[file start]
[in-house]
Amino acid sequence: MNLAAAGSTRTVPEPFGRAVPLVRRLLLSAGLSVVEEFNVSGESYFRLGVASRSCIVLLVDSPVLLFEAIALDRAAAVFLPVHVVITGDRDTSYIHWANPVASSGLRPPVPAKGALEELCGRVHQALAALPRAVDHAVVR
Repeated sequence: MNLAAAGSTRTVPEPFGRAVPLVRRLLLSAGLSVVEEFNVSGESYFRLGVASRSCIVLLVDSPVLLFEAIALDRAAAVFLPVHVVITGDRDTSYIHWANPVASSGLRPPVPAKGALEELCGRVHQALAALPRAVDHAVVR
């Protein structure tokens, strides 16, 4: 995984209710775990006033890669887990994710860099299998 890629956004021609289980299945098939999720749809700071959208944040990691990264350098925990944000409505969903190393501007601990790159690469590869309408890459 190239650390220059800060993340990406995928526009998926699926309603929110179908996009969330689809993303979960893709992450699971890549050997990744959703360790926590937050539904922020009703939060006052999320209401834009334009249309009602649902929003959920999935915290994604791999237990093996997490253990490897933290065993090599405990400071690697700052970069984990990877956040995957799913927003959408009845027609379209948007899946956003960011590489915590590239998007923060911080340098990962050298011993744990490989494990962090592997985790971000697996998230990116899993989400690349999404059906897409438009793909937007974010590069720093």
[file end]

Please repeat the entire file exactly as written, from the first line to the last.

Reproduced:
[in-house]
Amino acid sequence: MNLAAAGSTRTVPEPFGRAVPLVRRLLLSAGLSVVEEFNVSGESYFRLGVASRSCIVLLVDSPVLLFEAIALDRAAAVFLPVHVVITGDRDTSYIHWANPVASSGLRPPVPAKGALEELCGRVHQALAALPRAVDHAVVR
Repeated sequence: MNLAAAGSTRTVPEPFGRAVPLVRRLLLSAGLSVVEEFNVSGESYFRLGVASRSCIVLLVDSPVLLFEAIALDRAAAVFLPVHVVITGDRDTSYIHWANPVASSGLRPPVPAKGALEELCGRVHQALAALPRAVDHAVVR
């Protein structure tokens, strides 16, 4: 995984209710775990006033890669887990994710860099299998 890629956004021609289980299945098939999720749809700071959208944040990691990264350098925990944000409505969903190393501007601990790159690469590869309408890459 190239650390220059800060993340990406995928526009998926699926309603929110179908996009969330689809993303979960893709992450699971890549050997990744959703360790926590937050539904922020009703939060006052999320209401834009334009249309009602649902929003959920999935915290994604791999237990093996997490253990490897933290065993090599405990400071690697700052970069984990990877956040995957799913927003959408009845027609379209948007899946956003960011590489915590590239998007923060911080340098990962050298011993744990490989494990962090592997985790971000697996998230990116899993989400690349999404059906897409438009793909937007974010590069720093």